In a sequence of sedimentary rocks layers, the bottom layers are older than the top layers because the bottom layers were deposited first.
Original Horizontality
The law of gravity will deposit sediments horizontal to the Earth's surface.
Original Lateral Continuity
Layers of sediment initially extend laterally in all directions and can be traced over large distances.
Faunal Succession
The oldest fossils in a series of sedimentary rock layers will be found in the lowest layer. Progressively younger fossils will occur in higher layers.
Sedimentary Rocks
Rocks that have formed by consolidated sediment deposited in layers. Sediments are broken pieces of other rocks (like sand and gravel)
Evaporite Sedimentary Rocks
Rock that formed from the evaporation of isolated bodies of water.
Biochemical Sedimentary Rocks
Some minerals dissolve in acidic water. Organisms will absorb the minerals to make their body parts (shells, teeth, bones). When the organism dies, the concentrated minerals in their body parts will form limestone. Biochemical rocks can also form when dead vegetation is compressed underground, forming coal.
Clastic
Sedimentary Rocks
Rock that formed from broken fragments of previously existing rocks.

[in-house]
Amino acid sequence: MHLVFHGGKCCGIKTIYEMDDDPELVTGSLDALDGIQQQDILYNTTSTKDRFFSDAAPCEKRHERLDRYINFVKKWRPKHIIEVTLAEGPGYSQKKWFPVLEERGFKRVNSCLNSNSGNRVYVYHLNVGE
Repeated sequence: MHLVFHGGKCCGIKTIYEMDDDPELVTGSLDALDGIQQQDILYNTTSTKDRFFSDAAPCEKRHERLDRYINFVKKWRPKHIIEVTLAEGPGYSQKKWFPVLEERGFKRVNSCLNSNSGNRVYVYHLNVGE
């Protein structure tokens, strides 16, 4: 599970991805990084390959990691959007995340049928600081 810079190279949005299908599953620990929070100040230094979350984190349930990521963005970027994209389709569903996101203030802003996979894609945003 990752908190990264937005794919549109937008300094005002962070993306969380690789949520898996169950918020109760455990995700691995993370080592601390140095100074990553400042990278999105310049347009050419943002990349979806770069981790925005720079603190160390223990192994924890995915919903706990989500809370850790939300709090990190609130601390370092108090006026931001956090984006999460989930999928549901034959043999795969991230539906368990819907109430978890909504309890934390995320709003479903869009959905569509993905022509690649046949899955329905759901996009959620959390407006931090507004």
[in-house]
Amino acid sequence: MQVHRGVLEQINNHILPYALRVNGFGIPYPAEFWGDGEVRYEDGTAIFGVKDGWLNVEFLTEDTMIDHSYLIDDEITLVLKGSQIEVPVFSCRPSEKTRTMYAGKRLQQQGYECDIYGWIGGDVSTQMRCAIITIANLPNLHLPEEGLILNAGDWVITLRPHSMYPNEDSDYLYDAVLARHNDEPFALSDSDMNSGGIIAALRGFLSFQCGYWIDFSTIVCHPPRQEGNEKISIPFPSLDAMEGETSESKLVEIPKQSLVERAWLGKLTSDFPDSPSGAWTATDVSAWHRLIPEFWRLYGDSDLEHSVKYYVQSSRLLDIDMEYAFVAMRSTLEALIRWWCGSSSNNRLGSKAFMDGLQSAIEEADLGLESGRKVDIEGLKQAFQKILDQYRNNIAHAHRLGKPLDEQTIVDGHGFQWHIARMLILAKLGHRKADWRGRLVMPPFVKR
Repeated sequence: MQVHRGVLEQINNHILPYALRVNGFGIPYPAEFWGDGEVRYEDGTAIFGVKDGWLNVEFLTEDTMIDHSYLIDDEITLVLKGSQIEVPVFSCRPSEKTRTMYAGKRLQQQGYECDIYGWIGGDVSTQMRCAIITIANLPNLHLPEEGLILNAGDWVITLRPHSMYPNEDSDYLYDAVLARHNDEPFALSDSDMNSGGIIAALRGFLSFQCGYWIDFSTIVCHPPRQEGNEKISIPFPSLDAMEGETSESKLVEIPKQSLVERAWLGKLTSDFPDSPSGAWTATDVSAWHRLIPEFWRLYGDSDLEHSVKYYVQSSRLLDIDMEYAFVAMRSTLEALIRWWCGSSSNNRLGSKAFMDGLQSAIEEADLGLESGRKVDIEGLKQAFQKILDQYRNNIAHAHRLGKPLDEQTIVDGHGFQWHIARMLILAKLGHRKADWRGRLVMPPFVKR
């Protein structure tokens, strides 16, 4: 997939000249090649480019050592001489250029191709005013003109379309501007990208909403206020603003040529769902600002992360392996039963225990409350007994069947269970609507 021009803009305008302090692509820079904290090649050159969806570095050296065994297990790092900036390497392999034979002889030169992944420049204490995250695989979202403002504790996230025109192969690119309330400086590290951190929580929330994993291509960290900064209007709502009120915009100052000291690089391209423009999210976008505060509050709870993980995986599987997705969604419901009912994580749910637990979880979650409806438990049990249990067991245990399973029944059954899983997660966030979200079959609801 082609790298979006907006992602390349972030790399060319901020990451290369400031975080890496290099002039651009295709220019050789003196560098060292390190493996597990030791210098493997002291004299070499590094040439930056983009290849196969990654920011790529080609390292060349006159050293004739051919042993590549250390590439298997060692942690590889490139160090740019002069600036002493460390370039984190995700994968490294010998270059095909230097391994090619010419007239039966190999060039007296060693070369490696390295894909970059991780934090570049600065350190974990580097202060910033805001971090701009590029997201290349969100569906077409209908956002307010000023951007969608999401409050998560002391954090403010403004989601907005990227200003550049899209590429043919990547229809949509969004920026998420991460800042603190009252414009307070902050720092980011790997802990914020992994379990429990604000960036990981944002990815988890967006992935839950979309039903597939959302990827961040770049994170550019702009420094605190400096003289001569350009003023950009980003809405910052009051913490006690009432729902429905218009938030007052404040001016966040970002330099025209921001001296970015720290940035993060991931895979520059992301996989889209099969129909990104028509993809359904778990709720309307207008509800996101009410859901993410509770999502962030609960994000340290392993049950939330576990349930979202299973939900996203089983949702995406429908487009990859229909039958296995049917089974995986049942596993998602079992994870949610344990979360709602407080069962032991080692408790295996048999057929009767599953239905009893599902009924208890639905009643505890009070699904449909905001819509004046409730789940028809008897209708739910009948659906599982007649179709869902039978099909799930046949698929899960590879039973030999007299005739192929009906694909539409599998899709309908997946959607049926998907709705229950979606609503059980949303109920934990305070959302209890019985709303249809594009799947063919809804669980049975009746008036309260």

Rock fragment = clast
The geologic processes that change the Earth's crust today have worked in much the same way over geologic time.

"The Present is the key to the Past."
Uniformitarianism
The geologic feature which cuts another is the younger of the two features.
Cross-cutting
relationships
Inclusions
In a rock that contains fragments of other rocks, the fragments are older than the rock containing them.
Things to look for:
Clast shape
More rounded clasts indicate a larger distance from the source rock. Angular clasts have not had the time to be weathered, and so must be very close to the source.
Clast size
Also gives clues to the distance from the source rock. Larger sediments will be found close to the source (conglomerate will form near the mountains), while small sediments will be far from the source (siltstone or shale will form at the bottom of the ocean.
Sorting
Sorting refers to the variation in clast size. A well sorted sedimentary rock will contain clasts that are all the same size. Poorly sorted rocks contain clasts of varying sizes. The amount of sorting indicates the energy, rate, and/or duration of deposition, as well as the transport process (river, wind, glacier, etc.) responsible for laying down the sediment.
Large
sediments
Medium
sediments
Small
sediments
http://www.wwnorton.com/college/geo/egeo2/content/animations/10_1.htm
Generally indicates a marine or a shallow sea environment (limestone)
Or, it can indicate a swamp or other environments with dense vegetation (lignite and coal)
Generally indicates a salt lake or a past ocean.
2 general types of fossils:
Body Fossils
Trace fossils preserve the activity of an animal
(For example, footprints, animal burrows, or even poop [called coprolites])
Trace Fossils
Remains of an animal or plant
Cast & Mold fossils - imprints of the plant of animal that later fill in with rock. (Most dinosaur skeletons or big bones we see)

Replacement - the organic material of the plant or animal is replaces with rock. (For example, petrified wood)

Whole body fossils - the original organic material remains but is preserved (For example, a mammoth frozen in ice, or an insect trapped in amber)